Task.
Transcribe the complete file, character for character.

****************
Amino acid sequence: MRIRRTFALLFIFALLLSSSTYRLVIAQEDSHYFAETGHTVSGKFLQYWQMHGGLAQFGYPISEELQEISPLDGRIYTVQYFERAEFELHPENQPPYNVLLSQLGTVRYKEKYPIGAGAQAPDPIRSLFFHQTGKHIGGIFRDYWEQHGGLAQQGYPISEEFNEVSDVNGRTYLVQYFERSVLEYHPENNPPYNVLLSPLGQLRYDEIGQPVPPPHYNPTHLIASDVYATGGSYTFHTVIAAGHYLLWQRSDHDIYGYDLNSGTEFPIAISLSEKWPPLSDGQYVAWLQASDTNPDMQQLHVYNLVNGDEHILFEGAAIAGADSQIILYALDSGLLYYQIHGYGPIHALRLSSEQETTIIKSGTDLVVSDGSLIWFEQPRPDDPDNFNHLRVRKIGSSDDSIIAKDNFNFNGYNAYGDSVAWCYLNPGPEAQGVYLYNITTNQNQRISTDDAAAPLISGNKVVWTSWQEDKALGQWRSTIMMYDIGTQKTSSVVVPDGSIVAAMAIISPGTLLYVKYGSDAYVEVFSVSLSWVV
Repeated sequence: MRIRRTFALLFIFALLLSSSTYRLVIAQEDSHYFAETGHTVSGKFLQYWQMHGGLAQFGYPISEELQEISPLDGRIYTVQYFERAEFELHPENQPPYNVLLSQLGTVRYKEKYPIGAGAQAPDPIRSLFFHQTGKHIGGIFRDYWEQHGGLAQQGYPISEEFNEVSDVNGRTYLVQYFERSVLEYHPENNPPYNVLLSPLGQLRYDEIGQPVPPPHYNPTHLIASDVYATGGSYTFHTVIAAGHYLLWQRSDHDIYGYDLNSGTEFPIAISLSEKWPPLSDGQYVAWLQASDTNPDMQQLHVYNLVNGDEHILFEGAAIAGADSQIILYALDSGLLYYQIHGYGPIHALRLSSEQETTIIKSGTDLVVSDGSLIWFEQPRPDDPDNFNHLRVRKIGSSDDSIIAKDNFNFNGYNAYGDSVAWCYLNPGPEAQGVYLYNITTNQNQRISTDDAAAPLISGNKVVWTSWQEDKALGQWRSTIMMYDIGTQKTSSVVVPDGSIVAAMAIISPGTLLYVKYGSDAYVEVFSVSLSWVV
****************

Amino acid sequence: MRIRRTFALLFIFALLLSSSTYRLVIAQEDSHYFAETGHTVSGKFLQYWQMHGGLAQFGYPISEELQEISPLDGRIYTVQYFERAEFELHPENQPPYNVLLSQLGTVRYKEKYPIGAGAQAPDPIRSLFFHQTGKHIGGIFRDYWEQHGGLAQQGYPISEEFNEVSDVNGRTYLVQYFERSVLEYHPENNPPYNVLLSPLGQLRYDEIGQPVPPPHYNPTHLIASDVYATGGSYTFHTVIAAGHYLLWQRSDHDIYGYDLNSGTEFPIAISLSEKWPPLSDGQYVAWLQASDTNPDMQQLHVYNLVNGDEHILFEGAAIAGADSQIILYALDSGLLYYQIHGYGPIHALRLSSEQETTIIKSGTDLVVSDGSLIWFEQPRPDDPDNFNHLRVRKIGSSDDSIIAKDNFNFNGYNAYGDSVAWCYLNPGPEAQGVYLYNITTNQNQRISTDDAAAPLISGNKVVWTSWQEDKALGQWRSTIMMYDIGTQKTSSVVVPDGSIVAAMAIISPGTLLYVKYGSDAYVEVFSVSLSWVV
Repeated sequence: MRIRRTFALLFIFALLLSSSTYRLVIAQEDSHYFAETGHTVSGKFLQYWQMHGGLAQFGYPISEELQEISPLDGRIYTVQYFERAEFELHPENQPPYNVLLSQLGTVRYKEKYPIGAGAQAPDPIRSLFFHQTGKHIGGIFRDYWEQHGGLAQQGYPISEEFNEVSDVNGRTYLVQYFERSVLEYHPENNPPYNVLLSPLGQLRYDEIGQPVPPPHYNPTHLIASDVYATGGSYTFHTVIAAGHYLLWQRSDHDIYGYDLNSGTEFPIAISLSEKWPPLSDGQYVAWLQASDTNPDMQQLHVYNLVNGDEHILFEGAAIAGADSQIILYALDSGLLYYQIHGYGPIHALRLSSEQETTIIKSGTDLVVSDGSLIWFEQPRPDDPDNFNHLRVRKIGSSDDSIIAKDNFNFNGYNAYGDSVAWCYLNPGPEAQGVYLYNITTNQNQRISTDDAAAPLISGNKVVWTSWQEDKALGQWRSTIMMYDIGTQKTSSVVVPDGSIVAAMAIISPGTLLYVKYGSDAYVEVFSVSLSWVV